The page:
This video addresses two ways in which black carbon contributes to global warming - when in the atmosphere, it absorbs sunlight and generates heat, warming the air; when deposited on snow and ice, it changes the albedo of the surface. The video is effective in communicating about a problem frequently underrepresented in discussions of climate change and also public health.

This animated visualization was created for the planetarium film 'Dynamic Earth'. It illustrates the trail of energy that flows from atmospheric wind currents to ocean currents.

This video reviews the benefits and drawbacks associated with growing corn to make ethanol.

This interactive visualization from the NASA Earth Observatory website compares Arctic sea ice minimum extent from 1984 to that of 2012.

In this video, a PhD Student from the University of Maine explains how ice cores are used to study global climate change.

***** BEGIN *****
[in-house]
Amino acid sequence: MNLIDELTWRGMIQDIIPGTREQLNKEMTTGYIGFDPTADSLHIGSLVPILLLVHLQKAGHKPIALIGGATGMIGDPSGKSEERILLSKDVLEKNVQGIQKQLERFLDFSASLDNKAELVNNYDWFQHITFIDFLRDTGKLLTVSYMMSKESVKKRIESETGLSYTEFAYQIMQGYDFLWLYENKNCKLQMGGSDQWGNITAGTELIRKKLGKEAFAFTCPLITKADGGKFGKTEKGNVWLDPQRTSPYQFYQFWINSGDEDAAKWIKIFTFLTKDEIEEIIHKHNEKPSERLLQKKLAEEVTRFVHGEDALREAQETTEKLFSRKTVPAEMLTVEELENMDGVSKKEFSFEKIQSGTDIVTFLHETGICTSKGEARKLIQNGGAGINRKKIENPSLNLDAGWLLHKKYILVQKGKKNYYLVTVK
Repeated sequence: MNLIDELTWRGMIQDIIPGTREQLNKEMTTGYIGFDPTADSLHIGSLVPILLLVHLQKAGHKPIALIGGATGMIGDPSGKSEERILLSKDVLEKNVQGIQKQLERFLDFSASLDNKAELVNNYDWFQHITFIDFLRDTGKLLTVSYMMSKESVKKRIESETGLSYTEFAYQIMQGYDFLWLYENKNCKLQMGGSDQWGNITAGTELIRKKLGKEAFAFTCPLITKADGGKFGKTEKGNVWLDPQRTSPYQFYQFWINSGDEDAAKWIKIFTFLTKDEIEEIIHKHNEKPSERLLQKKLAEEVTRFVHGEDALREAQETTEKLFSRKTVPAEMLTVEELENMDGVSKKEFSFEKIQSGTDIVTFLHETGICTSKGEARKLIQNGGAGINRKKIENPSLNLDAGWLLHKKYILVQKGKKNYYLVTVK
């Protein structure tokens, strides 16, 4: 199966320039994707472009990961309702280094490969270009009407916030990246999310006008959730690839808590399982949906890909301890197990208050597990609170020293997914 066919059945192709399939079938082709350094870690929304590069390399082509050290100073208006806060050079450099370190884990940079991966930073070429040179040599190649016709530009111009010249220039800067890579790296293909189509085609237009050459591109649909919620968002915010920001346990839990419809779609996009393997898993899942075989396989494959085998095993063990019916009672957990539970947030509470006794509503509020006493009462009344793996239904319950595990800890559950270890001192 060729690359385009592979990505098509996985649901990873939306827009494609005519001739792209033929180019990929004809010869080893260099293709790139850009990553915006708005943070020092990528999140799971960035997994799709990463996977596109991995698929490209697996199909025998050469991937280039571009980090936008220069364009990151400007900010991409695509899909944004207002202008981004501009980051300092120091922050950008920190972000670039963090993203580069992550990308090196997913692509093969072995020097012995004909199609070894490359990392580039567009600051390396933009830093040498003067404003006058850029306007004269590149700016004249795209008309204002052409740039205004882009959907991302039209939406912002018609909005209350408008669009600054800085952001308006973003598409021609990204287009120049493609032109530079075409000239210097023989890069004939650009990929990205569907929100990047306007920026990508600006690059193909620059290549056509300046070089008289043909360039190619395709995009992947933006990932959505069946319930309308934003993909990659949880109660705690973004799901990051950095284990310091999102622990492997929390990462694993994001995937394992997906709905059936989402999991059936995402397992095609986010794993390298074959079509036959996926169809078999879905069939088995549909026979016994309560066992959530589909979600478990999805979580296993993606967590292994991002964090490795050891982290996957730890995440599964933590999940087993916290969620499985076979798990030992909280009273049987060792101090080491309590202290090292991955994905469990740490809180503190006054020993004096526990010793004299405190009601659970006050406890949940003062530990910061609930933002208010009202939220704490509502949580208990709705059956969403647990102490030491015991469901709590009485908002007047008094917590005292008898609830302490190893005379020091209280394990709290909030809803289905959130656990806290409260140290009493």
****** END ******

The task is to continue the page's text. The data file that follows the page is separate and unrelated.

Sankey (or Spaghetti) diagrams parse out the energy flow by state, based on 2008 data from the Dept. of Energy. These diagrams can help bring a local perspective to energy consumption. The estimates include rejected or lost energy but don't necessarily include losses at the ultimate user end that are due to lack of insulation.

A series of activities designed to introduce students to the role of sediments and sedimentary rocks in the global carbon cycle and the use of stable carbon isotopes to reconstruct ancient sedimentary environments. Students will make some simple calculations, think about the implications of their results, and see an optional demonstration of the density separation of a sediment sample into a light, organic and a heavier mineral fraction.

In this activity, students analyze data detailing global energy sources and sinks (uses) and construct a diagram to show the relative scale and the connections between them. Discussions of scale; historical, socio-environmental, and geographic variation in this data; and implications for future energy use are included.

This detailed animated map shows global weather and climate events from the beginning of 2009 to the present. As the animation plays, specific events are highlighted to provide context and details for the viewer.

This static graph of changes in CO2 concentrations is going back 400,000 years, showing the dramatic spike in recent years.

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